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POTUS and Bullard on real and fake debt relief


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POTUS and Bullard on real and fake debt relief

Jeff Davis, CFA, is a veteran bank analyst. The views and opinions expressed in this piece are those of the author and do not necessarily represent the views of S&P Global Market Intelligence or Mercer Capital, where he is the managing director of the financial institutions group.

In spite of reserve building for card portfolios at both JPMorgan Chase & Co. and Citigroup Inc., I do not think investors are too focused on credit, yet. Credit is cyclical; the tide is out presently and may stay out for a while after the 100-year flood of 2008. Credit investors appear to be more focused on the return on their capital rather than the return of it.

Not so with Puerto Rico. The question is how much will be returned whenever the bankruptcy process is concluded. President Trump weighed in on the subject in early October when he offered, "They owe a lot of money to your friends on Wall Street. We will have to wipe that out. I don't know if it is [Goldman Sachs Group Inc.], but whoever it is, you can wave goodbye to that."

There you have it. A real estate developer who has had several companies go bankrupt put in an opening bid to the lenders — zero. The next day various Puerto Rican debt issues that trade plummeted in price from already deeply distressed (or discounted!) prices. I doubt many Puerto Rico debt investors expected a shout-out from POTUS would be a catalyst to move the market.

Whether POTUS' comments were off the cuff or calculated, he stated the obvious: Wall Street loaned way too much money to Puerto Rico and its government way over-promised benefits to employees and citizens. The combined debt and pension obligations exceed $120 billion, which is a lot for an island with a not-especially-wealthy population of 3.4 million. The liability will climb with lost economic activity and the cost to rebuild as a result of Maria, unless the federal government completely picks up the out-of-pocket and opportunity costs.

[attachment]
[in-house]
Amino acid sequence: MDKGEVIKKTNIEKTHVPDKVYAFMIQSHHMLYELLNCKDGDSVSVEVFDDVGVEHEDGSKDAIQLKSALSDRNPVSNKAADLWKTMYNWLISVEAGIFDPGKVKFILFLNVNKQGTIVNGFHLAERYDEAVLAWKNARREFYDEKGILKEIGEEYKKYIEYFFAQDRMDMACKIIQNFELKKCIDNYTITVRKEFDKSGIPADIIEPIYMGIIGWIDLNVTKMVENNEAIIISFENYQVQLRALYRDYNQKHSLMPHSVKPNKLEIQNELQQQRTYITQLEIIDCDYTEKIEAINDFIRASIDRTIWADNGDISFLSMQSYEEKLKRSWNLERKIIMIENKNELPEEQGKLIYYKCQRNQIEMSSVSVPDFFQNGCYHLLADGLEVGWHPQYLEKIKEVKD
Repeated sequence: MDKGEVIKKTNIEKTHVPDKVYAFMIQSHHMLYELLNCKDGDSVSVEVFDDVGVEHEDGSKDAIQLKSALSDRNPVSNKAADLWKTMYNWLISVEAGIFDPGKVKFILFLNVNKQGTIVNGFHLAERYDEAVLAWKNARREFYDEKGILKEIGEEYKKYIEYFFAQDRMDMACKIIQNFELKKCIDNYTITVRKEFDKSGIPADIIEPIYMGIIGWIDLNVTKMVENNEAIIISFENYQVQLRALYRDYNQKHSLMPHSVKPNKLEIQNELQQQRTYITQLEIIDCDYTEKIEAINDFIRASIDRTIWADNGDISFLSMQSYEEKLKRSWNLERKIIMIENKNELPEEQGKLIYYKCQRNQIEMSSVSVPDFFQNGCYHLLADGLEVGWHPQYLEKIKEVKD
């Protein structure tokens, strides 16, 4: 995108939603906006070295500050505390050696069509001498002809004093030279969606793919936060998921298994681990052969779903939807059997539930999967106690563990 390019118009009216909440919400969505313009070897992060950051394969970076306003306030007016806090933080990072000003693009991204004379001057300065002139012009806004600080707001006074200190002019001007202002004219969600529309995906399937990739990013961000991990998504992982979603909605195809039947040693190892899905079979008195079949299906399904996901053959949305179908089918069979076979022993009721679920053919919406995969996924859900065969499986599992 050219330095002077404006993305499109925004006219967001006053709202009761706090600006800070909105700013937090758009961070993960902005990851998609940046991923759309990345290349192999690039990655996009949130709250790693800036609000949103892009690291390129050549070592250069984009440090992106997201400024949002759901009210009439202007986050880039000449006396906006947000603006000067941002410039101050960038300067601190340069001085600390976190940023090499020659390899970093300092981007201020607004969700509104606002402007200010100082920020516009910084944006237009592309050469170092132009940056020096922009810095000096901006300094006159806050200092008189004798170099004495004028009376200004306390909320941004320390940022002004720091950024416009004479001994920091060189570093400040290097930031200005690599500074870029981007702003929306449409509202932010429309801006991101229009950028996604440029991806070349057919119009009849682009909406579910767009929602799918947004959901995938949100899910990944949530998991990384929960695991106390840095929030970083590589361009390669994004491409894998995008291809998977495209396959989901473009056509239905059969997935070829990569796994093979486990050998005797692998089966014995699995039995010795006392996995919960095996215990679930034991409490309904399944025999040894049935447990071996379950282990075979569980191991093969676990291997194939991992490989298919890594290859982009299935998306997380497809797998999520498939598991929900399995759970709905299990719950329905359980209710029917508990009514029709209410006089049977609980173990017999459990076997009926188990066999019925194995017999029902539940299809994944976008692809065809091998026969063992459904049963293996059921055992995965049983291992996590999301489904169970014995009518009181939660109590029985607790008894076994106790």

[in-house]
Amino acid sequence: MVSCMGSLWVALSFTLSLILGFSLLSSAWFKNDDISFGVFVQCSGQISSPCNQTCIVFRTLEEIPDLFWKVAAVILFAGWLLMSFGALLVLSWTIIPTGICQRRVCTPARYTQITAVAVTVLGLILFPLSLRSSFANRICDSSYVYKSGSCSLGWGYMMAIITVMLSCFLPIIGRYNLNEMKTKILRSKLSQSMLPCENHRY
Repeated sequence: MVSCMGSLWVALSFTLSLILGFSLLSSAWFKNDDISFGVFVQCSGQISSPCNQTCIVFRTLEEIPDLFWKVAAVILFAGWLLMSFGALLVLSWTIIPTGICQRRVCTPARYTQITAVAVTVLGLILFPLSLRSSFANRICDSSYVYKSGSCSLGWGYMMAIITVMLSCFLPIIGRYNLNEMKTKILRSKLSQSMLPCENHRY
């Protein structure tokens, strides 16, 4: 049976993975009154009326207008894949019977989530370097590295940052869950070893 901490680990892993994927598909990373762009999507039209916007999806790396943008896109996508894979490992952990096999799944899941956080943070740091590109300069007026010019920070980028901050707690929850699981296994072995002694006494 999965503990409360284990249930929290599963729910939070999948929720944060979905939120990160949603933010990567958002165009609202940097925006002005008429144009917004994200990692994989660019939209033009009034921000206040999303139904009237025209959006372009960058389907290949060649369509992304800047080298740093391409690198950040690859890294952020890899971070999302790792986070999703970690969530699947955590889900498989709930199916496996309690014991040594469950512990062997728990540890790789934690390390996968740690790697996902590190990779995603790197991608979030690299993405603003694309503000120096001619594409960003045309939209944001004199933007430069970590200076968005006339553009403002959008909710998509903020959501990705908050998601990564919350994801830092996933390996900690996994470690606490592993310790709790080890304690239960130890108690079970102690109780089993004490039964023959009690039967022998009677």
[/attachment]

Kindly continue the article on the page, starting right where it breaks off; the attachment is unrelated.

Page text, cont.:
Meredith Whitney was correct, too, in my opinion when in 2010 she predicted a wave of coming defaults among municipal issuers and perhaps some states. Regrettably, she violated a Wall Street rule of never predicting both how much and when during a December 2010 interview with 60 Minutes, as opposed to offering one or the other. The prediction, or unfair editing of her comments, produced a great buying opportunity in the muni market, as retail investors panicked and dumped bonds. Time will tell if buying Puerto Rican debt at around 33% of par following POTUS' comment was a great opportunity. Some predict that the restructure will leave creditors with just 10% to 20% of the original debt.

Contrast Puerto Rico's situation with the fake news that the finances of most developed countries, including the U.S., are tenable given the amount of debt and unfunded liabilities that continue to accumulate, absent some radical pick-up in the economy or negative actuarial change in our lifespans. When dealing with insurmountable debt throughout history, governments have faced two basic choices: inflate or default. Most go for inflation assuming they, unlike Puerto Rico, are a sovereign state that issues its own currency.

The Fed targeting 2% inflation, as opposed to 0% inflation, is another way to deal with too much debt by trying to ensure nominal growth is high enough to support debt service. I attended a breakfast in Memphis in January where St. Louis Fed President Jim Bullard spoke. I asked him why the Fed wants to haircut our money by 2% a year. To his credit, he offered that 0% or 1% might be the right number, but the Fed believes 2% is appropriate (as apparently do many central banks). He then quickly moved onto the next question.

Although the Fed is tip-toeing away from its zero-interest rate policy and bond buying by slowly hiking rates and reducing its balance sheet, Europe and Japan are mired in the surreal world of negative rates and massive asset buying. In other words, interest rates are subject to price controls as central bankers subsidize government finances with bond purchases and artificially low interest rates, while trying to stir inflation and economic growth with cheap money and asset inflation.

Whoever the new Fed chair is, I think it is false that our situation will not be as dire as Puerto Rico's position is now; however, I am not offering a prediction of when. That said, there will not be a default or debt jubilee because to do so would wipe out the banking system. Rather, I look for the government and Fed to push harder for inflation, even if it is not official policy.